Spieth Accepts – If Not Embraces – Oakmont’s Challenge
By Dave Shedloski
OAKMONT, Pa. – For the second major championship in a row, Jordan Spieth comes in as the defending champion. That’s an undisputable fact after his nail-biting one-stroke victory in last year’s U.S. Open at Chambers Bay.
But the feeling he has as he prepares for the 116th U.S. Open is very different than two months ago when he showed up at Augusta National Golf Club as the reigning Masters champion and was feted as the guest of honor at the annual Champions Dinner.
Different, however, is actually better. The young Texan even called it “nice.”
“I haven't felt like a defending champion,” the No. 2 player in the world said Monday at Oakmont Country Club. “Honestly, it's felt very … there's been no festivities. There's none of that. It just honestly feels like a normal week that I got here earlier for, and I'm preparing maybe harder for. … It really feels like a normal event, which is nice.”
Of course, this week’s challenge will be anything but normal, and Spieth knows it as well as anyone in the 156-player field. A U.S. Open is a tough test, and a U.S. Open at Oakmont has the reputation, rightfully earned, of being the ultimate test for this championship. While eight players finished under par last year at Chambers Bay, only eight under-par rounds were recorded in the entire 2007 U.S. Open here – two each day.
Spieth, 22, doesn’t figure the math will change much when the championship begins Thursday. He saw the course in more benign condition last month when it was soft from several days of rain.
It’s markedly more arduous now. The intrinsic challenge of Oakmont’s punishing design is accentuated by greens that are much firmer and faster and by rough that is plentiful. Oakmont’s teeth have been sharpened.
“Yeah, when we played six weeks ago, they had come off maybe four straight days of pretty heavy rain so it was softer and a bit slower than I think it normally even is for the members,” Spieth said of the famously demanding greens. “So it's faster than it was then by probably a couple feet.
“How do I compare them to Augusta? Pretty similar. Yeah, you have a lot of similar putts from midrange to short range where you've got to use a lot of feel, and it's very much speed-based and really just have to be careful. You can't let your mind slip on these greens for one moment, or else you're going to be left with possibly a 10- to 15-footer on the next putt, if not worse. So really have to be cautious of it.”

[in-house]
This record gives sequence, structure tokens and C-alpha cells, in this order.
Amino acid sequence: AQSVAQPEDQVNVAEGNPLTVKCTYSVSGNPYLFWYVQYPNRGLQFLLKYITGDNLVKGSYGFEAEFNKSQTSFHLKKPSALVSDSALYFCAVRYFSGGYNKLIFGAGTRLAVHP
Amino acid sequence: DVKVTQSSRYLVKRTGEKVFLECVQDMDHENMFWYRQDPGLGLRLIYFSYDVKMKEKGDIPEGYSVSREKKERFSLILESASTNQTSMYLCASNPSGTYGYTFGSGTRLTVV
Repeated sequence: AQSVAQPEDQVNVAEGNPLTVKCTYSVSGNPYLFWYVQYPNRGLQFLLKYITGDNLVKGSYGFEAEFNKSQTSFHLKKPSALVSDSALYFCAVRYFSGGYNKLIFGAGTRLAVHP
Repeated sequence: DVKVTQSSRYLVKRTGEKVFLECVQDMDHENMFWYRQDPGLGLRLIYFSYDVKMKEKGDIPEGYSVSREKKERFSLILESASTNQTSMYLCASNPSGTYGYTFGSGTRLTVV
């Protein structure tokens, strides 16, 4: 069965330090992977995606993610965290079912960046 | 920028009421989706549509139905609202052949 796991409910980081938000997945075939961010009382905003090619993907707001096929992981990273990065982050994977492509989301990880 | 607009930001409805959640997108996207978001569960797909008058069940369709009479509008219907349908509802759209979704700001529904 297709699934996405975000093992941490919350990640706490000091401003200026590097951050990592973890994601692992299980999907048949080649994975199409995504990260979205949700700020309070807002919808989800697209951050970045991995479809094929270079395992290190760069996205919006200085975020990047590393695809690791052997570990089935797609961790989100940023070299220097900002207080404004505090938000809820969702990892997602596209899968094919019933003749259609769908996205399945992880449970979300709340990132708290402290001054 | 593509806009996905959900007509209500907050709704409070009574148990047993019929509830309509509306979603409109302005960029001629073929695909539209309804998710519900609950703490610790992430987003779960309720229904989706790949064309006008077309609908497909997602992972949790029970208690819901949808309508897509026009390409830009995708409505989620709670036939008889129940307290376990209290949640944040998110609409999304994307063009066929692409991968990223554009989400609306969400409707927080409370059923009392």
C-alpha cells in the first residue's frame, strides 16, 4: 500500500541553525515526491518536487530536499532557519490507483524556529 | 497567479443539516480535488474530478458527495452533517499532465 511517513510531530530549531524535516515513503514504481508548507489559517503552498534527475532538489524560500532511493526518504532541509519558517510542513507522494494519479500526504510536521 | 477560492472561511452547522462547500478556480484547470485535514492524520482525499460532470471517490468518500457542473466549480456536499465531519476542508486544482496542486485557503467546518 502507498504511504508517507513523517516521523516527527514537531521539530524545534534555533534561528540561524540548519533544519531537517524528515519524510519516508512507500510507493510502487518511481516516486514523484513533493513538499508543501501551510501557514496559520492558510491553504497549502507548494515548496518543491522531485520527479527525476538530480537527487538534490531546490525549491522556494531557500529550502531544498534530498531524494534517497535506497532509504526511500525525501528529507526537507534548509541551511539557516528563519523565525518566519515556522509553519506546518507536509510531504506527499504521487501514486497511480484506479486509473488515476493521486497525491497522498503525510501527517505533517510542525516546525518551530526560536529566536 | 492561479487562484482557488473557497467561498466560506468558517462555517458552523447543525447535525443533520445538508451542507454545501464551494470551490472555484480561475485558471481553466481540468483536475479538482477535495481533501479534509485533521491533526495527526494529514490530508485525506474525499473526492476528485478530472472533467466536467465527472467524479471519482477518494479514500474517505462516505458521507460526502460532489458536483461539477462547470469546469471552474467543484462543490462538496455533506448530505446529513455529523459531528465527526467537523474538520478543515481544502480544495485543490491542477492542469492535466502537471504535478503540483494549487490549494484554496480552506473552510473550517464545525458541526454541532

Angel Cabrera won the 2007 championship at 5 over par. Spieth’s assessment is that a similar outcome is likely this week.
“I played a full round yesterday, and I played nine holes today. I thought, with the wind yesterday, I would have signed probably for somewhere around 75, 76 and shaken everyone's hand and said, I'm going to go back and have a beer after that round,” he joked. “Like I said, six weeks ago, I said I'd sign for even par. I don't think anyone's going to be in the red come 72 holes. So it will be a challenge, but I'm certainly looking forward to it.”
Looking backward, just because Spieth doesn’t feel like the defending champion doesn’t mean the two-time U.S. Junior Amateur champ hasn’t enjoyed the distinction the last 12 months. And he is the only player this week with the chance to win two in a row, a feat last achieved by Curtis Strange in 1988-89.
“I guess the easiest way to put it, it has been a tremendous honor for me,” said Spieth. “I was fortunate enough to win a couple of USGA championships as a junior, and to win the ultimate one, the highest honor in the USGA, has been fantastic.
“I reflected on it as we conquered the hardest test in golf. That takes place once a year, and it's at one of the hardest venues this year.
“Winning a U.S. Open is a different experience than winning at any other venue. You have to have the patience for two rounds each round.”
He would know. He is the defending champion.
Dave Shedloski is an Ohio-based freelance writer who frequently contributes to USGA websites.